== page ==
… but that in pretty much all cases, “barely profitable” will be the appropriate term and that’s not exactly a good thing given how high the expectations were.
I’m reasonably confident a lot of registry operators were expecting a home run and based on what we’re seeing at this point, that’s not going to happen.
Yes, I expect new gTLDs to be profitable, especially for the large registries because the more strings you have, the lower your initial costs will be on a “per new gTLD” basis. But no, the profits will most likely *not* be worth writing home about because let’s face it, the numbers are for the most part quite weak.
If new gTLD registries made calculations based on let’s say Dot Co and Dot Mobi numbers then, needless to say, they’re probably not celebrating at this point. And even if their estimates were less optimistic than that, I’m pretty sure they weren’t expecting situations when certain strings got less than 1,000 registrations (in some cases even low 3 figures) after the start of the General Availability phase.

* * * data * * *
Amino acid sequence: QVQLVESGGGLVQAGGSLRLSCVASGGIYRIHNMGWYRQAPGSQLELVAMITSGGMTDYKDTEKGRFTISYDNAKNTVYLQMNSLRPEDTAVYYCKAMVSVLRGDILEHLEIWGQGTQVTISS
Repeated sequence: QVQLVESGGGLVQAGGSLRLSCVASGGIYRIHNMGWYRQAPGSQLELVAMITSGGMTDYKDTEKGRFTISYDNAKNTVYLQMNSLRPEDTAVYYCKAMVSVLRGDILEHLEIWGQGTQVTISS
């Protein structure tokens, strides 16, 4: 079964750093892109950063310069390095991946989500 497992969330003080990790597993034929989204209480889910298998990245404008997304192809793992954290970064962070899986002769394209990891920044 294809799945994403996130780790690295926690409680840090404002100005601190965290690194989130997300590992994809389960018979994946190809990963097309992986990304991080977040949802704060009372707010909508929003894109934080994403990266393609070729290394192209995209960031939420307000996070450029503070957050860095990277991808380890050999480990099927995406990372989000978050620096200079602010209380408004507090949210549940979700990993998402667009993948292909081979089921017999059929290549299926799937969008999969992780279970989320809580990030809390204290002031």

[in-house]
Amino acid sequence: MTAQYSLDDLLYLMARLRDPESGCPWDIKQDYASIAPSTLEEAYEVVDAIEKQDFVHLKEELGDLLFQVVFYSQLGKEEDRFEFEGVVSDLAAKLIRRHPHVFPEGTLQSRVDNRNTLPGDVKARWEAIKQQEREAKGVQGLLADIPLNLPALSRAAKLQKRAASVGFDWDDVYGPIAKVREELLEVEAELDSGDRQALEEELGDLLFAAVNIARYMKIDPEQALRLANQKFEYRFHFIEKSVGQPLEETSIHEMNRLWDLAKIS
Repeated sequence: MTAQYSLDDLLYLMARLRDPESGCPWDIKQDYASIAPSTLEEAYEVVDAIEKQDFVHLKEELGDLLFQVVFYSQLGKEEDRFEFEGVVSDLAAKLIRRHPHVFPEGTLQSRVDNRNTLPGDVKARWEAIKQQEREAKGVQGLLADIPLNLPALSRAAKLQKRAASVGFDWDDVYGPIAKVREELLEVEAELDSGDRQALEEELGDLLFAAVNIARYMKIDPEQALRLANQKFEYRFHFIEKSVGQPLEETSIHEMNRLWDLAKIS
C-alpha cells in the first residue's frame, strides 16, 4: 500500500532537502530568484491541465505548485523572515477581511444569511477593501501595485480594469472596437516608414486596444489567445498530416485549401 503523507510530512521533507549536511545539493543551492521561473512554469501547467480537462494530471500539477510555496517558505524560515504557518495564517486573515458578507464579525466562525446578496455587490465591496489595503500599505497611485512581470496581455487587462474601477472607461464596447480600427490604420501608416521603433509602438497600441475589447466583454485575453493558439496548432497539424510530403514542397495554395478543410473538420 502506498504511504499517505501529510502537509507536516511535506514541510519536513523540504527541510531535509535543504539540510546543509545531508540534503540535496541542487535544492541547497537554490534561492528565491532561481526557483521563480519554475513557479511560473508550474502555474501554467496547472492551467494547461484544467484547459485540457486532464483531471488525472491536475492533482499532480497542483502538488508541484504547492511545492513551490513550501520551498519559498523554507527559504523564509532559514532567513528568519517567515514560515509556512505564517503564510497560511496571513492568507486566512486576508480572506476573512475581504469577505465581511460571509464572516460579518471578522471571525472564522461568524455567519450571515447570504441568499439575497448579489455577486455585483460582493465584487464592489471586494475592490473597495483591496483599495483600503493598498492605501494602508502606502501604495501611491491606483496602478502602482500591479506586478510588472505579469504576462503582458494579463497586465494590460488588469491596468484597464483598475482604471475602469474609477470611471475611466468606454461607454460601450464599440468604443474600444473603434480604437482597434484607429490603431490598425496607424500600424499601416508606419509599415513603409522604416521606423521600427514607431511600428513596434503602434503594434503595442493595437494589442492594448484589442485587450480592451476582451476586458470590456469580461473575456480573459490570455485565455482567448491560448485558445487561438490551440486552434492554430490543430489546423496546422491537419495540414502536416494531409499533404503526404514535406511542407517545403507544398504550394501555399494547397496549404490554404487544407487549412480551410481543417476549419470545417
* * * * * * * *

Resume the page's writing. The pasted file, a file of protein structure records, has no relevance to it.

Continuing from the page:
All in all, I think that if things continue in this manner, registry operators will be quite disappointed.
On the other hand though, they should have expected this.
First and foremost because there was practically no innovation involved, nothing that sets new gTLDs apart. I mentioned this on more than one occasion, a lot of creative solutions could have been implemented.
For example, offering more than just a domain. In fact, I mentioned an example yesterday: offering an easy way to put together a directory for all Dot Directory domains. Or an easy way to create a forum for all Dot Forum domains (random example, as we don’t have a Dot Forum new gTLD yet), a blog for Dot Blog domains (same situation) and so on.
Perhaps this situation will change in time.
It really should in my opinion because in 2014 and beyond, expecting people to buy your new gTLD “just because” isn’t exactly an amazing business model. At the risk of sounding like a broken record: there’s a word new gTLD operators have to find out about.
What was it again?
Oh, yes: innovation!